Latin America has an enormous natural endowment that could position it for a robust green economic recovery. The challenge, as with any endowment, is to invest it successfully and sustainably for the long-term benefit of all stakeholders.
A senior economist at the World Bank explained, “Latin America has the cleanest energy matrix in the world, mining resources central to the decarbonisation agenda, 22% of the world’s forests, the world’s largest producer of ecosystem services and is a net exporter of food with many options for sustainable agriculture and aquaculture. Latin America must leverage its natural endowment for a robust, greener recovery.”
“Latin America must leverage its natural endowment for a robust, greener recovery.”
Senior economist, World Bank
There are several ways this could be achieved, for example: find new green growth opportunities and markets, transform cities into green and productive hubs, reduce inefficiencies in resource management and enable the digital economy by investing in the appropriate infrastructure.
A Swiss environmental and social investment specialist warns about the risks of only focusing on digital, “Digital does not always mean sustainable, the focus should be on building a circular economy and using digital tools to achieve this. For example, in agriculture, use robotics to measure soil health, improve efficient and reduce the use of chemicals, or consider blockchain technologies to track a whole supply chain so consumers can make informed decisions.
Unfortunately, most countries in Latin America and the Caribbean entered the global pandemic with weak fiscal positions so every investment must focus on potential savings, as well as maximising the returns and impact of public investment.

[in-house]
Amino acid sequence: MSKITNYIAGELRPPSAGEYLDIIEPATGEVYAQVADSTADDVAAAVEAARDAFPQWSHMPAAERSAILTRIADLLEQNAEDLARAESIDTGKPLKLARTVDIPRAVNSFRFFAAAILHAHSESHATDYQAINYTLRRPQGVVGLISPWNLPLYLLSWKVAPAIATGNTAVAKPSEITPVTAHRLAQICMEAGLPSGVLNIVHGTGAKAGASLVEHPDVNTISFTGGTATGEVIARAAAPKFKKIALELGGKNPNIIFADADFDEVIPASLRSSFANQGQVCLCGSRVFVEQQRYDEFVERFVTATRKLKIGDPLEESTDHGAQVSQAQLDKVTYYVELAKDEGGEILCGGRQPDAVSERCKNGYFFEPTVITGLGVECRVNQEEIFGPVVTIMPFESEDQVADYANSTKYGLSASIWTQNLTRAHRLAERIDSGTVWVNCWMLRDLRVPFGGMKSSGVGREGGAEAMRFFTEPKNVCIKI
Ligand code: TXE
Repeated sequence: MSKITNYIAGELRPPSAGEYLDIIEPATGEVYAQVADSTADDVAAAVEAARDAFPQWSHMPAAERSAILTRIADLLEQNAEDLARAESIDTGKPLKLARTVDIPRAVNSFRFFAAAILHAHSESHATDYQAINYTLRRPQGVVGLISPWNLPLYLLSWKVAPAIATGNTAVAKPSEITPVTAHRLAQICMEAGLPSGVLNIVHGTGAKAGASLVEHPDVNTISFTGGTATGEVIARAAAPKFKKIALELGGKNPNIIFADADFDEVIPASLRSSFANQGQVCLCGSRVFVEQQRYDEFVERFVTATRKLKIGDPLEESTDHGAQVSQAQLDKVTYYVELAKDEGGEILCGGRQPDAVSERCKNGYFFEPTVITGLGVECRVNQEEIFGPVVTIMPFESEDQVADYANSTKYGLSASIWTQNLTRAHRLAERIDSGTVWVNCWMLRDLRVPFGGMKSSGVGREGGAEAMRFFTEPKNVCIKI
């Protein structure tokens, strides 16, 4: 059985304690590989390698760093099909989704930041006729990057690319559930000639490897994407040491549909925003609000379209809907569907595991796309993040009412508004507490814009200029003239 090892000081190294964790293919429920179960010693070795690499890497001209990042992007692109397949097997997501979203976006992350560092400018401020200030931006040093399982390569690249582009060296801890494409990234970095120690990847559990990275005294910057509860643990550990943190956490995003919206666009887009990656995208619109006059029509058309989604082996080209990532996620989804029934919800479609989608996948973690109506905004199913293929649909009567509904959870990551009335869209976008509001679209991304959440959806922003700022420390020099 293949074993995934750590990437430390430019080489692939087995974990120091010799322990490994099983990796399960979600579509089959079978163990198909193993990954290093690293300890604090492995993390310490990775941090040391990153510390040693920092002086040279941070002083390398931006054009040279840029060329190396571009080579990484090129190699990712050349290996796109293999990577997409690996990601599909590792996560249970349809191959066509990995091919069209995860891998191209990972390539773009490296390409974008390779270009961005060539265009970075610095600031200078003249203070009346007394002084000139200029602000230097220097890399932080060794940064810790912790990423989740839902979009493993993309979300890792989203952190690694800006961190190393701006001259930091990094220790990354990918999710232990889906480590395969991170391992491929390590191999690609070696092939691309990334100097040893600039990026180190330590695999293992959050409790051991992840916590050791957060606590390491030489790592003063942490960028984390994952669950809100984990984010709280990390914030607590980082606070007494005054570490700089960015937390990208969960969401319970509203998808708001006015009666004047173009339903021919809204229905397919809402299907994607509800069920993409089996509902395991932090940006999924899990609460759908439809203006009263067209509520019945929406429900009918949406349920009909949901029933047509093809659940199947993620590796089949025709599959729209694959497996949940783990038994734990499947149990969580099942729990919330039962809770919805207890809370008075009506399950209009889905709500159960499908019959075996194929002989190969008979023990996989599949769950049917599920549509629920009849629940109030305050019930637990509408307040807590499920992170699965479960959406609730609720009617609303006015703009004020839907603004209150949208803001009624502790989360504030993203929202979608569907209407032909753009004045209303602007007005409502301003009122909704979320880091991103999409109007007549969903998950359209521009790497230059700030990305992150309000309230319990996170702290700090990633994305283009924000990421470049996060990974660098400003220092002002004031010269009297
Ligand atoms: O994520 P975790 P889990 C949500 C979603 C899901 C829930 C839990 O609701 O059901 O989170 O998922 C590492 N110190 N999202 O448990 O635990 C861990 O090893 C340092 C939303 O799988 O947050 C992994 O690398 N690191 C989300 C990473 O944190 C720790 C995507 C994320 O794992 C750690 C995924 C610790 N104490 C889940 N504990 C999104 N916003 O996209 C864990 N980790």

A former economic advisor to the Chilean government highlights another challenge, “Many countries in the region underinvest their capital budgets – for every dollar of infrastructure investment planned for construction in a year, only 40% to 80% is actually implemented. Many stimulus programmes from past crises included complex projects whose benefits came too late. Investments must be ready, easy to implement, and fast to execute.”
“Ultimately, it is government that makes the rules to force companies and investors to internalise their externalities.”
Environmental and social investment specialist, Switzerland
The environmental and social investment specialist believes governments have a critical role to play, “Ultimately, it is government that makes the rules to force companies and investors to internalise their externalities. There should be more co-operation between countries on standardising the rules to measure how green or socially responsible companies are. New regulations are needed around carbon emissions, use of plastics, use of petroleum and other natural resources.”
So, although Latin America has a large natural endowment, their reliance upon it is a challenge for the recovery of the region’s economies.